Mississippi Animal Disease and Disaster Preparedness Program
The Mississippi Animal Disease and Disaster Preparedness Program is a very simple and useful program for livestock producers and equine owners. Its basic objective is to develop a state-level producer contact list to assist livestock producers and equine owners in an animal health disease situation or disaster. The program is administered by the Mississippi Board of Animal Health.
Be a Part of the Solution
It is very important that Mississippi livestock producers and equine owners move forward as an industry to safeguard the health of individual herds. The danger of a contagious disease outbreak in the national herd, whether by natural occurrence or terrorist attack, makes it imperative that the location of producers and their herds be readily available to animal health officials. Producer cooperation is essential for rapid disease response in the instance of a contagious disease outbreak.
Rapid response to disease events is critical to maintain the health of the state herd. Certain diseases endanger the entire industry, and they could cripple the nation’s economy if not controlled. Diseases such as Foot and Mouth Disease, Bovine Tuberculosis, or Johne’s Disease have far-reaching potential for major economic impact on cattle producers. Similarly, Equine Viral Arteritis, Equine Herpesvirus, and Equine Infectious Anemia are examples of major diseases of concern for the horse industry. Quick and effective disease containment is vital for keeping a disease from affecting additional producers. For further information on animal health risk management, visit the Center for Food Security and Public Health at Iowa State University website: www.cfsph.iastate.edu. This website is an excellent resource that includes general prevention recommendations beef or dairy cattle operations can implement to decrease the risk of disease introduction or spread on ranches.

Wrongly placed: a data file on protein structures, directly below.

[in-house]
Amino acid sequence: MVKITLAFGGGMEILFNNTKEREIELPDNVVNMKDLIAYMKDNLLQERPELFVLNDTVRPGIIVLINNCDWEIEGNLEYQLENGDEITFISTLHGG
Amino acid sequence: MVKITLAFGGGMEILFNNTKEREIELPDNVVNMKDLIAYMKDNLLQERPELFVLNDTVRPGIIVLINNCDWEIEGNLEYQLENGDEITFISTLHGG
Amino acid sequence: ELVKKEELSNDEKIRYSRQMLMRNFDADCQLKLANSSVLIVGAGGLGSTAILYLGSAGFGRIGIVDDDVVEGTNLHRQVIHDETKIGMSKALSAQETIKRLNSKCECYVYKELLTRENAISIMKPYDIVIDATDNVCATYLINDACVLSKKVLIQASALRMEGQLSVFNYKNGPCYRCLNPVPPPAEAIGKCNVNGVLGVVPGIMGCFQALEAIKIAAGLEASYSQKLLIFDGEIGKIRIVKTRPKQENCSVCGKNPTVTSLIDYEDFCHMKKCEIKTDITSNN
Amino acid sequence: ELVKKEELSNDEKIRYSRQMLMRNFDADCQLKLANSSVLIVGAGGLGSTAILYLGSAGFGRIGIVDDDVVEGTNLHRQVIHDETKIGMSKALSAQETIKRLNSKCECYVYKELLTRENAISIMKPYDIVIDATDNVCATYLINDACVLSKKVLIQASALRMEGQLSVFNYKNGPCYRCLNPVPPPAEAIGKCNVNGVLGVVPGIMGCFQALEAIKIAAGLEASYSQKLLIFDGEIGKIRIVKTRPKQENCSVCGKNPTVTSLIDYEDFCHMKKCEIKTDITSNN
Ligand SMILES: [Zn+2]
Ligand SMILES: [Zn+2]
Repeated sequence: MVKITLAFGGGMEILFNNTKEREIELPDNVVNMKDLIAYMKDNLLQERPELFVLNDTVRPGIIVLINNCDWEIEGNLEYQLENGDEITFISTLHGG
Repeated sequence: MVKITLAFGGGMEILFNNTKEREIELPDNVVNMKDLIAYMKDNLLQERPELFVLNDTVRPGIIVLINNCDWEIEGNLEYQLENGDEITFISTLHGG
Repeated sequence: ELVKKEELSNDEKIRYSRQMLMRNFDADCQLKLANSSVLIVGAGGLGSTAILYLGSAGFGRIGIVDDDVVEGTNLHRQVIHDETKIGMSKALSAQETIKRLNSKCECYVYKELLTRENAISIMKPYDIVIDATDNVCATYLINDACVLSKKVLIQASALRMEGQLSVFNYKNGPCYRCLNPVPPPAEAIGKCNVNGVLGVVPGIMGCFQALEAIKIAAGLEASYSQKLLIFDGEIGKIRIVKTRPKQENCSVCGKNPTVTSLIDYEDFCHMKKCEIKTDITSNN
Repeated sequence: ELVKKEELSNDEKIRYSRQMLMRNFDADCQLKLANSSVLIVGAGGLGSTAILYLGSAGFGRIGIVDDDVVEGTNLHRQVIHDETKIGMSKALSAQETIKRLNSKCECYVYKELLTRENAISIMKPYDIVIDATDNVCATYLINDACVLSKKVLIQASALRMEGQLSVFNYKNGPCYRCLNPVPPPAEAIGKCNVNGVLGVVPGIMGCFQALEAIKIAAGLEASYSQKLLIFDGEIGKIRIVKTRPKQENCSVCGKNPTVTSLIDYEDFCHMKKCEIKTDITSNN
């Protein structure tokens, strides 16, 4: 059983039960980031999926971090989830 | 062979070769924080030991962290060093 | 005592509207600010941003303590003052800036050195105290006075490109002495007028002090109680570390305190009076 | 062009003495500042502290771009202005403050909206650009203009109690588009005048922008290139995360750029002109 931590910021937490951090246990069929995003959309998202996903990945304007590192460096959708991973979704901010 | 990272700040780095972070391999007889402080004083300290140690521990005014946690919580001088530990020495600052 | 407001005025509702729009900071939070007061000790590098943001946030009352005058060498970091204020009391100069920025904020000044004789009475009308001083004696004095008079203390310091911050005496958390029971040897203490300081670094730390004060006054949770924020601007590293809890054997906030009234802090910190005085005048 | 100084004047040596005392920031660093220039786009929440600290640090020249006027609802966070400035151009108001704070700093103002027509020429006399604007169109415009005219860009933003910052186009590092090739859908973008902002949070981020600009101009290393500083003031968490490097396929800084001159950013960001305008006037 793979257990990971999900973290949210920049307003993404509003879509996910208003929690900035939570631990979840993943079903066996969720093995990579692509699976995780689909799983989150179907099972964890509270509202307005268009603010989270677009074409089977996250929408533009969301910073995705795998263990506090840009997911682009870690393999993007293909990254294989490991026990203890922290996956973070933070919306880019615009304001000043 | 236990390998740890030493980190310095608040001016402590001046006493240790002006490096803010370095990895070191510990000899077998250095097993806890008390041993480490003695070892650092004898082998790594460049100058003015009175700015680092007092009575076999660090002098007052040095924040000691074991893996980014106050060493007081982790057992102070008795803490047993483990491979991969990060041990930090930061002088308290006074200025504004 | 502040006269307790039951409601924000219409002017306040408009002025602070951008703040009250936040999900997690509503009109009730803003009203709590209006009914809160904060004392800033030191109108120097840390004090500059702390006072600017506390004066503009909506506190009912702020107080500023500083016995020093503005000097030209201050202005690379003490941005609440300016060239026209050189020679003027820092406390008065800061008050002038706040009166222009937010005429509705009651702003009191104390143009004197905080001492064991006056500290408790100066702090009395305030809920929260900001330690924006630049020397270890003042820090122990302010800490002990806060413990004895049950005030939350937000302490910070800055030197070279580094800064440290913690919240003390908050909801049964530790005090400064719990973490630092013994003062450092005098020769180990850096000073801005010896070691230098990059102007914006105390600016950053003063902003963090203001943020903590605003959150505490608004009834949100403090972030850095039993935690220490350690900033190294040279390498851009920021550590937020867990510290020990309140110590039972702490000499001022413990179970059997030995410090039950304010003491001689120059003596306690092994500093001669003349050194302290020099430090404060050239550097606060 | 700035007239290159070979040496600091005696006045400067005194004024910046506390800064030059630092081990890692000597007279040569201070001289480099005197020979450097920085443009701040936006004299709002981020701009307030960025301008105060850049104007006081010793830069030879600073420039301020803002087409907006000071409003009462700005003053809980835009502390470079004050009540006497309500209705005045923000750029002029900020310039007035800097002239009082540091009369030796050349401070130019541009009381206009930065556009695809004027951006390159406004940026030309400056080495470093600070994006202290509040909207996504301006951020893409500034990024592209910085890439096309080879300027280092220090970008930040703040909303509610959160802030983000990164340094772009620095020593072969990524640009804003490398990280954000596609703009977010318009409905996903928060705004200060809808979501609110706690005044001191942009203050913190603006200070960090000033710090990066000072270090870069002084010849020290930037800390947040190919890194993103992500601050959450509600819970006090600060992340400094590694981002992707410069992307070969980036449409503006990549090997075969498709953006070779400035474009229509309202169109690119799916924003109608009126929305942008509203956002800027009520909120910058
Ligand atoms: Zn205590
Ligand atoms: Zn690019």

Another benefit of enrollment in the Mississippi Animal Disease and Disaster Preparedness Program is that it gives state animal health officials contact information for aid and relief efforts for natural disasters. Hurricanes, tornadoes, and floods are just a few of the possible relevant scenarios in Mississippi that should stimulate appreciation for this aspect of the program. A similar state-level program in Colorado has already benefited cattle producers in disasters. Colorado ranchers with registered farms were called by the Colorado Department of Agriculture’s State Veterinarian’s Office during blizzards. Those phone calls helped locate animals and find out if they had access to feed. Emergency hay drops then followed. Similarly, a state-level animal disease and disaster preparedness program here at home would prove invaluable when severe weather or other disasters in Mississippi threaten animal agriculture.
How the Program Works
Step 1) Fill out a producer registration form.
Producer registration forms are available in brochures from the Mississippi State University Extension Service, Mississippi Board of Animal Health, or local veterinarians. Filling out a producer registration form means basic contact information is made available to state animal health officials for use only in the event of an animal health emergency. Online forms are available on the following websites:
The Mississippi State University Extension Service can assist livestock producers and equine owners in obtaining and filling out these forms.
Step 2) Return a completed producer registration form to the State Veterinarian’s office at the Mississippi Board of Animal Health.
Completed producer registration forms can be mailed, faxed, e-mailed, or completed online. Blank forms for completion are included in this publication. Following is contact information for the State Veterinarian’s office:
Mississippi Board of Animal Health
P. O. Box 3889, Jackson, MS 39207
This contact information is also included on the producer registration form. The form is also designed as a prepaid postage self-mailer for producer convenience.
Publication 2487 (POD-06-19)
By Dr. Jane A. Parish, Extension/Research Professor; Dr. Justin D. Rhinehart, former Assistant Extension Professor; and Dr. Preston R. Buff, former Assistant Extension Professor; Animal and Dairy Sciences.
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